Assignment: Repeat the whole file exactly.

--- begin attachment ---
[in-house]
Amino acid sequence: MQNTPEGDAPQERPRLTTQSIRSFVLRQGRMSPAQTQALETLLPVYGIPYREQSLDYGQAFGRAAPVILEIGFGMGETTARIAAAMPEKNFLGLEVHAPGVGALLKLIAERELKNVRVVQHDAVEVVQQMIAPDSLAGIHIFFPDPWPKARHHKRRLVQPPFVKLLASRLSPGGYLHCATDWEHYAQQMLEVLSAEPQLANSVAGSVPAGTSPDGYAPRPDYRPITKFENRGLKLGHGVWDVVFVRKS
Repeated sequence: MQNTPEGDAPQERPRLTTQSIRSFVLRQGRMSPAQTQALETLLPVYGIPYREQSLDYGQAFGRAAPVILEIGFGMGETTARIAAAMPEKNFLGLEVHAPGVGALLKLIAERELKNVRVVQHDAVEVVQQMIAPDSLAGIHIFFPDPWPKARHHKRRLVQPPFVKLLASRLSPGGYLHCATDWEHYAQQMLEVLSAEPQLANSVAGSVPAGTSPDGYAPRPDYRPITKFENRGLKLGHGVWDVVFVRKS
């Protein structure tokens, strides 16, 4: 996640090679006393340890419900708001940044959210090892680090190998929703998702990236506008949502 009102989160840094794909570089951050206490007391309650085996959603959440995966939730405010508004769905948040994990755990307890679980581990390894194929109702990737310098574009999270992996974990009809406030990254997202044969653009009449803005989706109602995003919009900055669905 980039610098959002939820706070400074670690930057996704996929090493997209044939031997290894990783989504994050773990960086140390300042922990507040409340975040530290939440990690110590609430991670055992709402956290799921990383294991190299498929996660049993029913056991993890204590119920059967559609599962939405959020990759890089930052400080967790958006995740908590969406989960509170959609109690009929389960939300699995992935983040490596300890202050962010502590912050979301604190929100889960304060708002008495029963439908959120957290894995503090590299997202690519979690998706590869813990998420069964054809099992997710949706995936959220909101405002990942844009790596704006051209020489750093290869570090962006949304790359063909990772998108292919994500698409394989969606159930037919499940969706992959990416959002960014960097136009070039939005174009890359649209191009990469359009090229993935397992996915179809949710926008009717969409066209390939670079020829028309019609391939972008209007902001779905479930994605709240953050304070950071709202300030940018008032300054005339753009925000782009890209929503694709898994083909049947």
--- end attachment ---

[in-house]
Amino acid sequence: MQNTPEGDAPQERPRLTTQSIRSFVLRQGRMSPAQTQALETLLPVYGIPYREQSLDYGQAFGRAAPVILEIGFGMGETTARIAAAMPEKNFLGLEVHAPGVGALLKLIAERELKNVRVVQHDAVEVVQQMIAPDSLAGIHIFFPDPWPKARHHKRRLVQPPFVKLLASRLSPGGYLHCATDWEHYAQQMLEVLSAEPQLANSVAGSVPAGTSPDGYAPRPDYRPITKFENRGLKLGHGVWDVVFVRKS
Repeated sequence: MQNTPEGDAPQERPRLTTQSIRSFVLRQGRMSPAQTQALETLLPVYGIPYREQSLDYGQAFGRAAPVILEIGFGMGETTARIAAAMPEKNFLGLEVHAPGVGALLKLIAERELKNVRVVQHDAVEVVQQMIAPDSLAGIHIFFPDPWPKARHHKRRLVQPPFVKLLASRLSPGGYLHCATDWEHYAQQMLEVLSAEPQLANSVAGSVPAGTSPDGYAPRPDYRPITKFENRGLKLGHGVWDVVFVRKS
């Protein structure tokens, strides 16, 4: 996640090679006393340890419900708001940044959210090892680090190998929703998702990236506008949502 009102989160840094794909570089951050206490007391309650085996959603959440995966939730405010508004769905948040994990755990307890679980581990390894194929109702990737310098574009999270992996974990009809406030990254997202044969653009009449803005989706109602995003919009900055669905 980039610098959002939820706070400074670690930057996704996929090493997209044939031997290894990783989504994050773990960086140390300042922990507040409340975040530290939440990690110590609430991670055992709402956290799921990383294991190299498929996660049993029913056991993890204590119920059967559609599962939405959020990759890089930052400080967790958006995740908590969406989960509170959609109690009929389960939300699995992935983040490596300890202050962010502590912050979301604190929100889960304060708002008495029963439908959120957290894995503090590299997202690519979690998706590869813990998420069964054809099992997710949706995936959220909101405002990942844009790596704006051209020489750093290869570090962006949304790359063909990772998108292919994500698409394989969606159930037919499940969706992959990416959002960014960097136009070039939005174009890359649209191009990469359009090229993935397992996915179809949710926008009717969409066209390939670079020829028309019609391939972008209007902001779905479930994605709240953050304070950071709202300030940018008032300054005339753009925000782009890209929503694709898994083909049947």